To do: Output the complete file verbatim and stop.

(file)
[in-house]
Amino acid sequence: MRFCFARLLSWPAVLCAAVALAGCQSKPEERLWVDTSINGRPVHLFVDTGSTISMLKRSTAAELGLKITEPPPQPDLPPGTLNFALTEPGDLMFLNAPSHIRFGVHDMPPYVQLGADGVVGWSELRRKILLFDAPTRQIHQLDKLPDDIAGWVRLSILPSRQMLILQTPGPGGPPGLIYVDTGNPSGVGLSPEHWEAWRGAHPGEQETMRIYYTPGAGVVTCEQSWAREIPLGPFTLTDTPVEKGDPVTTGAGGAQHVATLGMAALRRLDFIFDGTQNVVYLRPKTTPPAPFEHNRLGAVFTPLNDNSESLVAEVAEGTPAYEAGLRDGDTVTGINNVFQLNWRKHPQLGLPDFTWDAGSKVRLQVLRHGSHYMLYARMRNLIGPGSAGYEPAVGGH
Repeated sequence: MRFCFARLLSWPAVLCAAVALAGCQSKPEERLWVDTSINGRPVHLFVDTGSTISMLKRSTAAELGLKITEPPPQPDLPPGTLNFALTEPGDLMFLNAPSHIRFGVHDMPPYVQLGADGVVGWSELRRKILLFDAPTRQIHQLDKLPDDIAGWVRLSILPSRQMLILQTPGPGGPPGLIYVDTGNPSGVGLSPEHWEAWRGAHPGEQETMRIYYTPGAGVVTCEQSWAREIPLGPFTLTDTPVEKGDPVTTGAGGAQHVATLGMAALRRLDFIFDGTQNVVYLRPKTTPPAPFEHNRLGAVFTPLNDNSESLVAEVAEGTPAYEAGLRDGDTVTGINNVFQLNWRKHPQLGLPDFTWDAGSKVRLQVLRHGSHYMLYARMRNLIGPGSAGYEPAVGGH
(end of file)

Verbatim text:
[in-house]
Amino acid sequence: MRFCFARLLSWPAVLCAAVALAGCQSKPEERLWVDTSINGRPVHLFVDTGSTISMLKRSTAAELGLKITEPPPQPDLPPGTLNFALTEPGDLMFLNAPSHIRFGVHDMPPYVQLGADGVVGWSELRRKILLFDAPTRQIHQLDKLPDDIAGWVRLSILPSRQMLILQTPGPGGPPGLIYVDTGNPSGVGLSPEHWEAWRGAHPGEQETMRIYYTPGAGVVTCEQSWAREIPLGPFTLTDTPVEKGDPVTTGAGGAQHVATLGMAALRRLDFIFDGTQNVVYLRPKTTPPAPFEHNRLGAVFTPLNDNSESLVAEVAEGTPAYEAGLRDGDTVTGINNVFQLNWRKHPQLGLPDFTWDAGSKVRLQVLRHGSHYMLYARMRNLIGPGSAGYEPAVGGH
Repeated sequence: MRFCFARLLSWPAVLCAAVALAGCQSKPEERLWVDTSINGRPVHLFVDTGSTISMLKRSTAAELGLKITEPPPQPDLPPGTLNFALTEPGDLMFLNAPSHIRFGVHDMPPYVQLGADGVVGWSELRRKILLFDAPTRQIHQLDKLPDDIAGWVRLSILPSRQMLILQTPGPGGPPGLIYVDTGNPSGVGLSPEHWEAWRGAHPGEQETMRIYYTPGAGVVTCEQSWAREIPLGPFTLTDTPVEKGDPVTTGAGGAQHVATLGMAALRRLDFIFDGTQNVVYLRPKTTPPAPFEHNRLGAVFTPLNDNSESLVAEVAEGTPAYEAGLRDGDTVTGINNVFQLNWRKHPQLGLPDFTWDAGSKVRLQVLRHGSHYMLYARMRNLIGPGSAGYEPAVGGH